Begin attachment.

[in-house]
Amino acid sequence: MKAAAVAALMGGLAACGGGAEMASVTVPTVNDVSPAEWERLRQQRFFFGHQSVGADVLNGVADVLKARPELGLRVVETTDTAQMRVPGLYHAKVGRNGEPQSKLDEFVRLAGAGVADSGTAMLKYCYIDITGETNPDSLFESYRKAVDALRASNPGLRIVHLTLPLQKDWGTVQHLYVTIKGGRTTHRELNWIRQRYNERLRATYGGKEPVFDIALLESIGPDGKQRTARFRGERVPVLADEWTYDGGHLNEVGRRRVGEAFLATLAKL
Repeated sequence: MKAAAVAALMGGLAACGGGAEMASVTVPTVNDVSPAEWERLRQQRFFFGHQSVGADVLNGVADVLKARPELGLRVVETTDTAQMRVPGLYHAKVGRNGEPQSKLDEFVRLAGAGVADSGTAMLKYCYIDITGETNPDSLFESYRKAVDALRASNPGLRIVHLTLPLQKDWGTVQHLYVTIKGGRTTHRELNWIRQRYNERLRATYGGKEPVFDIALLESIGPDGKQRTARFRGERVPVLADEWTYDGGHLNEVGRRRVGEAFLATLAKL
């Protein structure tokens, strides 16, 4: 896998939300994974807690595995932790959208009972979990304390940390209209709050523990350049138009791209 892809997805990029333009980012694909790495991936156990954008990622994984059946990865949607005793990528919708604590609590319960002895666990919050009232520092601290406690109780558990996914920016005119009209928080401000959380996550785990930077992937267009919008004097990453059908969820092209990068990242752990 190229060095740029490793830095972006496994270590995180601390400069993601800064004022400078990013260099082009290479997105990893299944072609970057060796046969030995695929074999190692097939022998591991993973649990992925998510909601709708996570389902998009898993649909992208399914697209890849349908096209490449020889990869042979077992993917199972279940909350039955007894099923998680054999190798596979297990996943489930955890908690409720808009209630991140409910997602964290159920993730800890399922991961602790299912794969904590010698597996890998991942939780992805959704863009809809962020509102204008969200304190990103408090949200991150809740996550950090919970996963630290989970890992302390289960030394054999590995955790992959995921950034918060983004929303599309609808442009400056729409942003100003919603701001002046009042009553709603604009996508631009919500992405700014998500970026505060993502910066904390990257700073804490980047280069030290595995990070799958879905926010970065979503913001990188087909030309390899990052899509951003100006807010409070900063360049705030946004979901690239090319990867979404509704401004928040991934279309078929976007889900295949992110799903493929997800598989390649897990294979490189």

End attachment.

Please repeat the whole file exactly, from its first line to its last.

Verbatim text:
[in-house]
Amino acid sequence: MKAAAVAALMGGLAACGGGAEMASVTVPTVNDVSPAEWERLRQQRFFFGHQSVGADVLNGVADVLKARPELGLRVVETTDTAQMRVPGLYHAKVGRNGEPQSKLDEFVRLAGAGVADSGTAMLKYCYIDITGETNPDSLFESYRKAVDALRASNPGLRIVHLTLPLQKDWGTVQHLYVTIKGGRTTHRELNWIRQRYNERLRATYGGKEPVFDIALLESIGPDGKQRTARFRGERVPVLADEWTYDGGHLNEVGRRRVGEAFLATLAKL
Repeated sequence: MKAAAVAALMGGLAACGGGAEMASVTVPTVNDVSPAEWERLRQQRFFFGHQSVGADVLNGVADVLKARPELGLRVVETTDTAQMRVPGLYHAKVGRNGEPQSKLDEFVRLAGAGVADSGTAMLKYCYIDITGETNPDSLFESYRKAVDALRASNPGLRIVHLTLPLQKDWGTVQHLYVTIKGGRTTHRELNWIRQRYNERLRATYGGKEPVFDIALLESIGPDGKQRTARFRGERVPVLADEWTYDGGHLNEVGRRRVGEAFLATLAKL
């Protein structure tokens, strides 16, 4: 896998939300994974807690595995932790959208009972979990304390940390209209709050523990350049138009791209 892809997805990029333009980012694909790495991936156990954008990622994984059946990865949607005793990528919708604590609590319960002895666990919050009232520092601290406690109780558990996914920016005119009209928080401000959380996550785990930077992937267009919008004097990453059908969820092209990068990242752990 190229060095740029490793830095972006496994270590995180601390400069993601800064004022400078990013260099082009290479997105990893299944072609970057060796046969030995695929074999190692097939022998591991993973649990992925998510909601709708996570389902998009898993649909992208399914697209890849349908096209490449020889990869042979077992993917199972279940909350039955007894099923998680054999190798596979297990996943489930955890908690409720808009209630991140409910997602964290159920993730800890399922991961602790299912794969904590010698597996890998991942939780992805959704863009809809962020509102204008969200304190990103408090949200991150809740996550950090919970996963630290989970890992302390289960030394054999590995955790992959995921950034918060983004929303599309609808442009400056729409942003100003919603701001002046009042009553709603604009996508631009919500992405700014998500970026505060993502910066904390990257700073804490980047280069030290595995990070799958879905926010970065979503913001990188087909030309390899990052899509951003100006807010409070900063360049705030946004979901690239090319990867979404509704401004928040991934279309078929976007889900295949992110799903493929997800598989390649897990294979490189």